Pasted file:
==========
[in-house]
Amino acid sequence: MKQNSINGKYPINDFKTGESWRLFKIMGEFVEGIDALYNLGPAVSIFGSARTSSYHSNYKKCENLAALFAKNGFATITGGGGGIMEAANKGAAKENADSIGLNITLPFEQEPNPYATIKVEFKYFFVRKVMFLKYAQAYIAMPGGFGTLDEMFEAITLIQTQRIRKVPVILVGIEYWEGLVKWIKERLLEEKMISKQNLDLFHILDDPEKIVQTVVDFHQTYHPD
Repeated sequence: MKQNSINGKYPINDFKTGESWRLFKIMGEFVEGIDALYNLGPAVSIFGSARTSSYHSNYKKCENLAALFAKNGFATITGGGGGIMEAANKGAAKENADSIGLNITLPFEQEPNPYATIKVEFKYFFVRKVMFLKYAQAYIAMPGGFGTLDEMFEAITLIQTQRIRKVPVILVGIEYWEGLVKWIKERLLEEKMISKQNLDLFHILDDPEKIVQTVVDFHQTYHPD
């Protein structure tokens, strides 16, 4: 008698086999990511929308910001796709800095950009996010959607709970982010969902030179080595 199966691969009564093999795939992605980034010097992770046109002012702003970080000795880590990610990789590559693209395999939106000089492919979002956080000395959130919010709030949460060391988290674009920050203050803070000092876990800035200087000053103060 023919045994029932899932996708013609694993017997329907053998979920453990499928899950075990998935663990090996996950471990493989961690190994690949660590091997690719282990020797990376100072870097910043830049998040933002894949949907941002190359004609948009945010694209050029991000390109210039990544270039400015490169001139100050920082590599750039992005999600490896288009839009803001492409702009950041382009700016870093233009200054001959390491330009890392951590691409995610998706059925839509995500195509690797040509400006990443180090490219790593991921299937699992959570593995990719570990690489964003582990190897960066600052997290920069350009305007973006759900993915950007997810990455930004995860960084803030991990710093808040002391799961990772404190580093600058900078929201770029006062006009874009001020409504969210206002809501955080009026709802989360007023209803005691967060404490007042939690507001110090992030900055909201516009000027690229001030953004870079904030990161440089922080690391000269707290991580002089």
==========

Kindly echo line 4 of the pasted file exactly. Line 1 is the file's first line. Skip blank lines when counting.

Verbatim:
């Protein structure tokens, strides 16, 4: 008698086999990511929308910001796709800095950009996010959607709970982010969902030179080595 199966691969009564093999795939992605980034010097992770046109002012702003970080000795880590990610990789590559693209395999939106000089492919979002956080000395959130919010709030949460060391988290674009920050203050803070000092876990800035200087000053103060 023919045994029932899932996708013609694993017997329907053998979920453990499928899950075990998935663990090996996950471990493989961690190994690949660590091997690719282990020797990376100072870097910043830049998040933002894949949907941002190359004609948009945010694209050029991000390109210039990544270039400015490169001139100050920082590599750039992005999600490896288009839009803001492409702009950041382009700016870093233009200054001959390491330009890392951590691409995610998706059925839509995500195509690797040509400006990443180090490219790593991921299937699992959570593995990719570990690489964003582990190897960066600052997290920069350009305007973006759900993915950007997810990455930004995860960084803030991990710093808040002391799961990772404190580093600058900078929201770029006062006009874009001020409504969210206002809501955080009026709802989360007023209803005691967060404490007042939690507001110090992030900055909201516009000027690229001030953004870079904030990161440089922080690391000269707290991580002089």